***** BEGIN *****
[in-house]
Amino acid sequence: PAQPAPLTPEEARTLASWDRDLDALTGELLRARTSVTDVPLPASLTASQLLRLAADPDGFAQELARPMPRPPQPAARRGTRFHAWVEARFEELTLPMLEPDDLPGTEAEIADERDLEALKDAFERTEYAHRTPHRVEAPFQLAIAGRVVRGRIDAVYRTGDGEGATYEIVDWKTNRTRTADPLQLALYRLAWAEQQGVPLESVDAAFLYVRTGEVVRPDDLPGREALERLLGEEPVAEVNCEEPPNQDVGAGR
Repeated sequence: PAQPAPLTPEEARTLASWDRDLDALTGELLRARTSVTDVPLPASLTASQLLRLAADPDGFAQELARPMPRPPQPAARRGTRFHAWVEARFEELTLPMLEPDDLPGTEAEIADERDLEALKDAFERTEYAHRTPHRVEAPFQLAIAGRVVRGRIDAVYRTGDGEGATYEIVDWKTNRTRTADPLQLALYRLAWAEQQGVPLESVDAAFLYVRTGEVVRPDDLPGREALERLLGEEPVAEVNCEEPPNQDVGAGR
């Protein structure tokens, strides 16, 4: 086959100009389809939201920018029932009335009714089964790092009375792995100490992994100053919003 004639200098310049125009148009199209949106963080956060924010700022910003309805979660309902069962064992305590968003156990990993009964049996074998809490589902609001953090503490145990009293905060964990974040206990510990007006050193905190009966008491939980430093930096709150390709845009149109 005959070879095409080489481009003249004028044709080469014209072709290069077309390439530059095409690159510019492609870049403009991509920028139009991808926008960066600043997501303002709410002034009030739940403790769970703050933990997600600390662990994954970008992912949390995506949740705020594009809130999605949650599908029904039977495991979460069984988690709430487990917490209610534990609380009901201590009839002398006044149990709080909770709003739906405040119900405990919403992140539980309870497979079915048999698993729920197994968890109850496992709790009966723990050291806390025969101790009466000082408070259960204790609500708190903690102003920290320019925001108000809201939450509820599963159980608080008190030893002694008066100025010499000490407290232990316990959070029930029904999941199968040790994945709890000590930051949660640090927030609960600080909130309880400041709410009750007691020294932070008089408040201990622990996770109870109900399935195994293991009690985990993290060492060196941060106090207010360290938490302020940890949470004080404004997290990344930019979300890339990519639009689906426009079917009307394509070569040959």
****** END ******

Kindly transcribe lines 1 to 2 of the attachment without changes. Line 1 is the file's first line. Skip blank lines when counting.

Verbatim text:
[in-house]
Amino acid sequence: PAQPAPLTPEEARTLASWDRDLDALTGELLRARTSVTDVPLPASLTASQLLRLAADPDGFAQELARPMPRPPQPAARRGTRFHAWVEARFEELTLPMLEPDDLPGTEAEIADERDLEALKDAFERTEYAHRTPHRVEAPFQLAIAGRVVRGRIDAVYRTGDGEGATYEIVDWKTNRTRTADPLQLALYRLAWAEQQGVPLESVDAAFLYVRTGEVVRPDDLPGREALERLLGEEPVAEVNCEEPPNQDVGAGR